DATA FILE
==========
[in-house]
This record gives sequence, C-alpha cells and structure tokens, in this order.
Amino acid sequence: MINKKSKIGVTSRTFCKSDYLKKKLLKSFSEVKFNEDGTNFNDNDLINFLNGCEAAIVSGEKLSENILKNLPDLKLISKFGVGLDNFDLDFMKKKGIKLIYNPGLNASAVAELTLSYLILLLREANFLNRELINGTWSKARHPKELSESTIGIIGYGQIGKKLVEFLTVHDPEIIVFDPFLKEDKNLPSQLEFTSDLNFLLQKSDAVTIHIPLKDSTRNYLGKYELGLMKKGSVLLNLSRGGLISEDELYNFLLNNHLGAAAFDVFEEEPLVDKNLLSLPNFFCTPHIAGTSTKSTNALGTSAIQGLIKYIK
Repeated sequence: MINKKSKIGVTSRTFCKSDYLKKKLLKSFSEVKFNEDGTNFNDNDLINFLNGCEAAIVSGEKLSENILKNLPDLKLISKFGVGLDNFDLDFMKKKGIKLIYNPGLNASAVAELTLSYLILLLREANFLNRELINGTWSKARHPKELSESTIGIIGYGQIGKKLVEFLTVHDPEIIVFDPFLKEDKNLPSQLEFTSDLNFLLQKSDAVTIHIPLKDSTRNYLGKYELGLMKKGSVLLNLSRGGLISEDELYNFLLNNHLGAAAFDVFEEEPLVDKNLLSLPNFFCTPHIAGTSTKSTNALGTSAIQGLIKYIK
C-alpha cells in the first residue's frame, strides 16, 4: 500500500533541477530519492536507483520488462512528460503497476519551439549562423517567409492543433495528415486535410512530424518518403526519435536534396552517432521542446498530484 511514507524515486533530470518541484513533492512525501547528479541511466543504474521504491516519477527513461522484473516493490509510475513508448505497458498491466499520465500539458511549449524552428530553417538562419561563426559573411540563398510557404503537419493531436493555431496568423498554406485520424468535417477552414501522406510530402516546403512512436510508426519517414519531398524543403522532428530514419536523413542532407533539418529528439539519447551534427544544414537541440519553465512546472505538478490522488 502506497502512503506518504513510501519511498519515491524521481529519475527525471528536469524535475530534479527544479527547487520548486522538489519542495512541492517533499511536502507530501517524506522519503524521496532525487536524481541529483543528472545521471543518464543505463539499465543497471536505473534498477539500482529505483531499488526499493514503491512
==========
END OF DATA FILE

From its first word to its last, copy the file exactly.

[in-house]
This record gives sequence, C-alpha cells and structure tokens, in this order.
Amino acid sequence: MINKKSKIGVTSRTFCKSDYLKKKLLKSFSEVKFNEDGTNFNDNDLINFLNGCEAAIVSGEKLSENILKNLPDLKLISKFGVGLDNFDLDFMKKKGIKLIYNPGLNASAVAELTLSYLILLLREANFLNRELINGTWSKARHPKELSESTIGIIGYGQIGKKLVEFLTVHDPEIIVFDPFLKEDKNLPSQLEFTSDLNFLLQKSDAVTIHIPLKDSTRNYLGKYELGLMKKGSVLLNLSRGGLISEDELYNFLLNNHLGAAAFDVFEEEPLVDKNLLSLPNFFCTPHIAGTSTKSTNALGTSAIQGLIKYIK
Repeated sequence: MINKKSKIGVTSRTFCKSDYLKKKLLKSFSEVKFNEDGTNFNDNDLINFLNGCEAAIVSGEKLSENILKNLPDLKLISKFGVGLDNFDLDFMKKKGIKLIYNPGLNASAVAELTLSYLILLLREANFLNRELINGTWSKARHPKELSESTIGIIGYGQIGKKLVEFLTVHDPEIIVFDPFLKEDKNLPSQLEFTSDLNFLLQKSDAVTIHIPLKDSTRNYLGKYELGLMKKGSVLLNLSRGGLISEDELYNFLLNNHLGAAAFDVFEEEPLVDKNLLSLPNFFCTPHIAGTSTKSTNALGTSAIQGLIKYIK
C-alpha cells in the first residue's frame, strides 16, 4: 500500500533541477530519492536507483520488462512528460503497476519551439549562423517567409492543433495528415486535410512530424518518403526519435536534396552517432521542446498530484 511514507524515486533530470518541484513533492512525501547528479541511466543504474521504491516519477527513461522484473516493490509510475513508448505497458498491466499520465500539458511549449524552428530553417538562419561563426559573411540563398510557404503537419493531436493555431496568423498554406485520424468535417477552414501522406510530402516546403512512436510508426519517414519531398524543403522532428530514419536523413542532407533539418529528439539519447551534427544544414537541440519553465512546472505538478490522488 502506497502512503506518504513510501519511498519515491524521481529519475527525471528536469524535475530534479527544479527547487520548486522538489519542495512541492517533499511536502507530501517524506522519503524521496532525487536524481541529483543528472545521471543518464543505463539499465543497471536505473534498477539500482529505483531499488526499493514503491512